However you feel about the apparent outcome of last Tuesday’s American presidential election, you should be chilled by a new three-part PBS series that illustrates how easily democracy can die.
Rise of the Nazis, which premieres Tuesday at 9 p.m. ET on PBS, walks the viewer step by step through Adolf Hitler’s ascent to power in the Germany of the early 1930s.
It’s not a long walk. Within four years, Germany devolved from a standard Western democracy, with an elected president and representative elected governing body, into a dictatorship whose agenda catapulted the nation onto a monstrous and disastrous path of genocide and attempted world conquest. …
Any year would be good for a collection of Curtis Mayfield music. The year of Black Lives Matter feels especially good.
Curtis Mayfield has been gone for almost 21 years. He died on Boxing Day in 1999, nine years after he was paralyzed by a light tower that crashed down during a freak storm at an outdoor concert in Brooklyn.
Those nine years weren’t easy. “I can still hear music,” Mayfield said in a 1995 interview. “I still write music. But after you’ve played music all your life, this is hard.”
It’s a bittersweet irony, then, that Mayfield left the rest of us a musical legacy that tempered cold realities with the promise that a better future is out there if we have the will to fight for it. …
Bruce Springsteen had hoped to celebrate his reunion with the E Street Band by launching a world tour.
Then Covid-19 showed up, like darkness on the edge of town, and a Zoom tour just wouldn’t have been the same. Therefore, since the band had already cut an album of new songs, titled Letter to You, Springsteen is releasing it on Friday and promoting it through a variety of socially distanced platforms.
That includes a movie-length documentary, also titled Letter to You, that becomes available Friday on Apple Plus.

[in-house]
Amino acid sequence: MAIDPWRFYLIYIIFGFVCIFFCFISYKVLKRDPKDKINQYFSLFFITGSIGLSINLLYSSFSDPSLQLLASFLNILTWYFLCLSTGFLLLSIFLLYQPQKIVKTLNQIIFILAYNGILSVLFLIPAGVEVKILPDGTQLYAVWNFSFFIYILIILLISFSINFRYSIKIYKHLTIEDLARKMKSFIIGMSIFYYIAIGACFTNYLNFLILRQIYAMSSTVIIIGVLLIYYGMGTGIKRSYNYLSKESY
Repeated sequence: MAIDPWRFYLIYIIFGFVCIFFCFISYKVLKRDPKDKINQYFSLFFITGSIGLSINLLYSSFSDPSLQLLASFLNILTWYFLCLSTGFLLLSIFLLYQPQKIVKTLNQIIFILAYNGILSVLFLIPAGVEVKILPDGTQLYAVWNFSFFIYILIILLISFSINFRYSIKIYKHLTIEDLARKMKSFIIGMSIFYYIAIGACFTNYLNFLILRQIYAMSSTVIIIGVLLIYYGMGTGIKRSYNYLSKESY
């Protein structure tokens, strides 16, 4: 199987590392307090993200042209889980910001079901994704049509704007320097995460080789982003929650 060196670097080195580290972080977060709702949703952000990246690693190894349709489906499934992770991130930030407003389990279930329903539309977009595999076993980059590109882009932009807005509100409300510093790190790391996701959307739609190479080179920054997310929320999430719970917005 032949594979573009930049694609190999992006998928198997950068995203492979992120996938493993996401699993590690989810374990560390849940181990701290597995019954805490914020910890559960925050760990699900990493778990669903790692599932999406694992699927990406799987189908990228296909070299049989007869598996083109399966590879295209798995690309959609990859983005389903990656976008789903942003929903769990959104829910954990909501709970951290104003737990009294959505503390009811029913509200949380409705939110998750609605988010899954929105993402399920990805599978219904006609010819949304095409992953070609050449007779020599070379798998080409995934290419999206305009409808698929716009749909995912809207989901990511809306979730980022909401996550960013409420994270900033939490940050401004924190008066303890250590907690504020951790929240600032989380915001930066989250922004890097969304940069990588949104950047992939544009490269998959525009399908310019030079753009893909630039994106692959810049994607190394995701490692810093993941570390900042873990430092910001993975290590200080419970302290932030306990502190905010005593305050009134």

Long-time Springsteen videographer Thom Zimny filmed it in Springsteen’s barn-like studio over the several days last November when the new album was recorded. …
Walter Winchell was considered the second most famous man in America in the 1930s, after President Franklin D. Roosevelt.
We still remember FDR today. Winchell? Well, his influence has outlasted his name.
PBS explains both the man and the influence in a new American Masters, titled Walter Winchell: The Power of Gossip and airing Tuesday at 9 p.m. ET.
Winchell took what could loosely be called a newspaper gossip column and parlayed it into a powerful socio-political platform — including newspapers, radio and eventually TV — built largely on the unspoken premise that celebrity may matter more than substance.
That is, being famous gets more attention and therefore may generate more power and influence than actually doing something. It’s a concept that resonates more than slightly in today’s social media age. …
My mother threw out my baseball cards. Now Father Time is throwing out the faces on them.
I know, I know. It happens to all of us. We get a certain number of innings and the game ends.
But when a famous person dies, things pause, because it makes us backtrack for a moment into some corner of our past.
For many of us, though not all, sports moments correlate closely to our own experience. We remember where we were in our life when we saw Willie Mays or Michael Jordan.
Since my alpha sport is baseball, the last few weeks has been a particularly disheartening run of bad news. …